Commercial Remote Sensing Policy Could See Changes Soon, Says NOAA's Glackin

Commercial Remote Sensing Policy Could See Changes Soon, Says NOAA's Glackin

Mary Glackin, Deputy Under Secretary of Commerce for Oceans and Atmosphere at the National Oceanic and Atmospheric Administration (NOAA) told the 2010 International Commercial Remote Sensing Symposium (ICRSS) on Wednesday that commercial remote sensing policy was an important aspect of the ongoing review of U.S. national space policy. Ms. Glackin spoke of the increasing demand for commercial data and referred to the guiding principles of remote sensing policy in the 2006 National Space Policy. She said that while it is too early to provide details of the new Obama space policy, in time the industry would see that they would provide support.

In addition to data obtained through international partnerships — including synthetic aperture radar (SAR) data from Canada — NOAA relies on data procured commercially from U.S. companies. “We need this commercial sector with us,” said Glackin.

NOAA is not only a consumer of data, but also the regulatory agency for the commercial remote sensing business. In response to questions about why NOAA is taking so long to respond to changes in the commercial sector that call for softening resolution restrictions on synthetic aperture radar satellites and allegations that NOAA is “dropp[ing] the ball here,” Ms. Glackin began by saying, “I could just say yes.” She added that the United States was “a nation at war,” a factor that contributed to the delay in revising the policy and that “the Secretary [of Commerce] understands what this means for competitiveness.” She alluded to policies that may be revised in the new version of national space policy that will ensure the U.S. commercial sector can keep moving forward.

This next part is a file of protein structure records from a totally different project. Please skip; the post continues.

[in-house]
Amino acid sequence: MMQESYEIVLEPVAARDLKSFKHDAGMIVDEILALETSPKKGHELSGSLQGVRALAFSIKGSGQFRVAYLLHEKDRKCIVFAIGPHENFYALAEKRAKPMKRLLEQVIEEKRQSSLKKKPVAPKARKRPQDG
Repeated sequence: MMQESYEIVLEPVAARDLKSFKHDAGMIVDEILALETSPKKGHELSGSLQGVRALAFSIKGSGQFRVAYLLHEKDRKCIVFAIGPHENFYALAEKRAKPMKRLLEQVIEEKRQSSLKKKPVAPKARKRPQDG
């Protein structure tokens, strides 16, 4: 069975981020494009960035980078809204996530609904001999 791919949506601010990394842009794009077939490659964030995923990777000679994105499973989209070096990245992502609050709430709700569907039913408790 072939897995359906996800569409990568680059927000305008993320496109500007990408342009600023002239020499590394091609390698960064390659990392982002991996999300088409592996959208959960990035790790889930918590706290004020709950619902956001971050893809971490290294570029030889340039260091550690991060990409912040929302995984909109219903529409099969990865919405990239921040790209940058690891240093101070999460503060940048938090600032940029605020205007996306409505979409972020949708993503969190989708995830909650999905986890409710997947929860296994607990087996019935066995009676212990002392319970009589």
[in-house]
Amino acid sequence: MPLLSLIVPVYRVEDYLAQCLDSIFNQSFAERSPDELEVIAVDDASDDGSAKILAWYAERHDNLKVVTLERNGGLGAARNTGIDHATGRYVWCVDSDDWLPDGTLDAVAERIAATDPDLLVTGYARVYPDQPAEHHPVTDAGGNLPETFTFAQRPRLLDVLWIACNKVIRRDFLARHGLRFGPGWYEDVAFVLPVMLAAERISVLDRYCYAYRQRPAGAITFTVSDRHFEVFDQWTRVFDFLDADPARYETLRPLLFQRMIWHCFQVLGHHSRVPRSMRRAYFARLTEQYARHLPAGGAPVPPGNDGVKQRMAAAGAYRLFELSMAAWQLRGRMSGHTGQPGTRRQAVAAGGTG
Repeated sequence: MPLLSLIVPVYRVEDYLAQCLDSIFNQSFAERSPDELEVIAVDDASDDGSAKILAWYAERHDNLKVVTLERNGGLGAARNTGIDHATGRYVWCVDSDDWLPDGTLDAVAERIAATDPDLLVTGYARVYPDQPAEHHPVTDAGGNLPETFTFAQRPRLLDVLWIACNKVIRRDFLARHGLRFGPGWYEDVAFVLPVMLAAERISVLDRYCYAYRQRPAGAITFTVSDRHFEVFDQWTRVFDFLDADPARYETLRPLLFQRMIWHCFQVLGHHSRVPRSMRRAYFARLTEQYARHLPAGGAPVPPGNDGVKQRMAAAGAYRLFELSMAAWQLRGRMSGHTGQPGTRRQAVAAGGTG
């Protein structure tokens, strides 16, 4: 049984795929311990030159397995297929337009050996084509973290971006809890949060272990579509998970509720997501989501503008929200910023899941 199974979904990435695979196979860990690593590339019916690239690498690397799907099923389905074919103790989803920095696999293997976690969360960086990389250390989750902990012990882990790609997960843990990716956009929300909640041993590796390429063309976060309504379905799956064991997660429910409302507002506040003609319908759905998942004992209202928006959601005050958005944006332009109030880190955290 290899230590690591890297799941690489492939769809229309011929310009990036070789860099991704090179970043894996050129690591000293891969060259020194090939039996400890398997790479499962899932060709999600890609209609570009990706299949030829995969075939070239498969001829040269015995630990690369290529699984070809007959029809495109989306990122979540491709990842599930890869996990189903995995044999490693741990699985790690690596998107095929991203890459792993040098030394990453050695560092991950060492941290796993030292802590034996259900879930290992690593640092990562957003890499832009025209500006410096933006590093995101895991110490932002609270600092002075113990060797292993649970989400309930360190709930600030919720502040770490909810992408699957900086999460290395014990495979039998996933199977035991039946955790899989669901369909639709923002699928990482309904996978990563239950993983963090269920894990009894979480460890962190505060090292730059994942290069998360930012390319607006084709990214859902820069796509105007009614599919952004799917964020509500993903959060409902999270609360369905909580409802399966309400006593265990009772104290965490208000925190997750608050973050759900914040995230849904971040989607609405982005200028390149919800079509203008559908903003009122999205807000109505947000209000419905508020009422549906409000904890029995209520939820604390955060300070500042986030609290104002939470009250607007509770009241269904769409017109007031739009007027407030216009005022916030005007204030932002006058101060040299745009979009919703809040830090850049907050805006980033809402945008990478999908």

The issue of balancing national security concerns – which drive government restrictions on the resolution of data commercial remote sensing providers are allowed to provide – while supporting innovation and growth in commercial remote sensing will be the topic of discussion in an ICRSS expert panel Thursday. ICRSS runs from March 3 to March 5 and is being held at the Reagan Building in Washington, DC. For more information, see the website for the event.

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